Bankers warn of brain drain as rules loom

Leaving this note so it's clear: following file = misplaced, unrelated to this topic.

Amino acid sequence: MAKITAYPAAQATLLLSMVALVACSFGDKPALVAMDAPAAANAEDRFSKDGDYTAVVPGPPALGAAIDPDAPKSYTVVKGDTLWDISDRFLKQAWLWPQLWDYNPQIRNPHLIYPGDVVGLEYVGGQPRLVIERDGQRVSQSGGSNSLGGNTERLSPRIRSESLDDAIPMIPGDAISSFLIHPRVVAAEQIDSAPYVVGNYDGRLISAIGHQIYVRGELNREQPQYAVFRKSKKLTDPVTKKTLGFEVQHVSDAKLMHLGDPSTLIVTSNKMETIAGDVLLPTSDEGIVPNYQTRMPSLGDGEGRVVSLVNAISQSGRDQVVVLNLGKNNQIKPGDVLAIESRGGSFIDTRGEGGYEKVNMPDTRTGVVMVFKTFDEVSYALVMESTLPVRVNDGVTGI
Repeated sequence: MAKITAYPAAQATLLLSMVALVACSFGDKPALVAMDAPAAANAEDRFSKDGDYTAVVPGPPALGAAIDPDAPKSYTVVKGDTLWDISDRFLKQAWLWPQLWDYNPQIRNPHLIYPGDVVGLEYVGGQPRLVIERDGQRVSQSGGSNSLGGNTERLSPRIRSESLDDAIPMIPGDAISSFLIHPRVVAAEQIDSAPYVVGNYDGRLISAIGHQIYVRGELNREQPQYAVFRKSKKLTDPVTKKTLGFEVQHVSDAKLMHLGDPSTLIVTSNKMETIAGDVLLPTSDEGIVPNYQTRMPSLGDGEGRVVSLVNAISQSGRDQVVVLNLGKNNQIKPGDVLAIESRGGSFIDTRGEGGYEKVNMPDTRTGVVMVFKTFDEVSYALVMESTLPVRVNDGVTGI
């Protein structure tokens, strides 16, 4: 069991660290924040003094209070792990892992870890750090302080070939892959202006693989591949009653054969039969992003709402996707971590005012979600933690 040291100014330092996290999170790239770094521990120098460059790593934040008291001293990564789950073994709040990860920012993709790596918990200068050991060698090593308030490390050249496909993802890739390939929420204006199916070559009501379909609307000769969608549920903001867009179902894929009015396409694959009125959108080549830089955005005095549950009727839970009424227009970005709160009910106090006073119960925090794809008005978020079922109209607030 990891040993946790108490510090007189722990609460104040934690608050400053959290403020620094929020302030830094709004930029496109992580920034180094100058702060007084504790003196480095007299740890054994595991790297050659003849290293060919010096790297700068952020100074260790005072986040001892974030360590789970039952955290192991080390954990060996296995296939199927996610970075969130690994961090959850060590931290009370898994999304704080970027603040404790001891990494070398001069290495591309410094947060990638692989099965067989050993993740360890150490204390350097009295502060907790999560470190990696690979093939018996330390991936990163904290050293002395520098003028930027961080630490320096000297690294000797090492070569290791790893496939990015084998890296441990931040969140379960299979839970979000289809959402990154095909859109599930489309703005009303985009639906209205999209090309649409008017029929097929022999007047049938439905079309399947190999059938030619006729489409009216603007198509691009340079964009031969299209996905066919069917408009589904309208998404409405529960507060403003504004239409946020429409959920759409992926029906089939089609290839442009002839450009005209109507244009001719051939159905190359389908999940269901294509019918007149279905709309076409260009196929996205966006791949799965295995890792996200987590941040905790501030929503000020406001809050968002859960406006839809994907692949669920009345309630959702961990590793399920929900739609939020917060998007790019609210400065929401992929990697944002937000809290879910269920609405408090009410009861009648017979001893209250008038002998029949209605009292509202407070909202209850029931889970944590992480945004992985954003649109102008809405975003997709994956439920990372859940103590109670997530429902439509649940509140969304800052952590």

first_img by Taboolaby TaboolaSponsored LinksSponsored LinksPromoted LinksPromoted LinksYou May LikeMoneyPailShe Was A Star, Now She Works In ScottsdaleMoneyPailGrowitchRemember Penny From The Big Bang Theory? This Is Her NowGrowitchNoteabley25 Funny Notes Written By StrangersNoteableyZen HeraldThe Truth About Why ’40s Actor John Wayne Didn’t Serve In WWII Has Come To LightZen HeraldBetterBe20 Stunning Female AthletesBetterBeautooverload.comDeclassified Vietnam War Photos The Public Wasn’t Meant To Seeautooverload.comOpulent ExpressNewborn Quadruplets Left Doctors Staggered — They Are One In A MillionOpulent ExpressMagellan TimesThis Is Why The Roy Rogers Museum Has Been Closed For GoodMagellan TimesElite HeraldKate Middleton Dropped An Unexpected Baby BombshellElite Herald Share KCS-content whatsapp Show Comments ▼ whatsapp BANKERS have renewed warnings of a talent exodus from the UK as the financial watchdog begins consulting the City on a tough set of bonus and pay rules drafted in Europe.The Financial Services Authority (FSA) is engaging with institutions and shareholders over plans to cap the upfront cash portion of large rewards at 20 per cent and stagger the remainder over five years. Although the EU standards will not come into effect until January, most UK lenders have already tightened their remuneration policies in line with demands set out by the G20.After the bumper second quarter earnings season prompted a fresh flurry of criticism of pay levels, British Bankers’ Association chief executive Angela Knight warned that skilled workers would flee for America and Asia.“When you consider the extraordinary commentary we saw a fortnight ago in which the return to profitability [of banks] seemed to be a bad thing, you realise policymakers are not recognising reality,” she said. “Around the world, the US shows no inclination to follow what we’re doing and the Far East is just getting on with the job. Either we pay the going rate or we lose the business.”Barclays and Standard Chartered have also hinted at plans to move their domiciles given chancellor George Osborne’s levy on bank balance sheets, to be introduced at the same time as the EU’s pay strictures.Barclays chairman Marcus Agius said at the time of the bank’s interim numbers: “We have planned carefully… I’m sure all banks are considering what their options are.”Standard Chartered chief executive Peter Sands said: “There is no doubt the arguments for London have weakened relative to other centres… We’ve been looking at it more because we’re asked about it more by our investors.”Sands particularly criticised Osborne’s levy as “complicated to implement”. He suggested increased corporation tax would be a simpler and more effective tool.HSBC, run by Michael Geoghegan, yesterday confirmed it would hold its three-yearly review of its domicile in 2011 as scheduled. But a source said there were no plans to leave the UK. Bankers warn of brain drain as rules loom Sunday 15 August 2010 10:42 pm Tags: NULLlast_img

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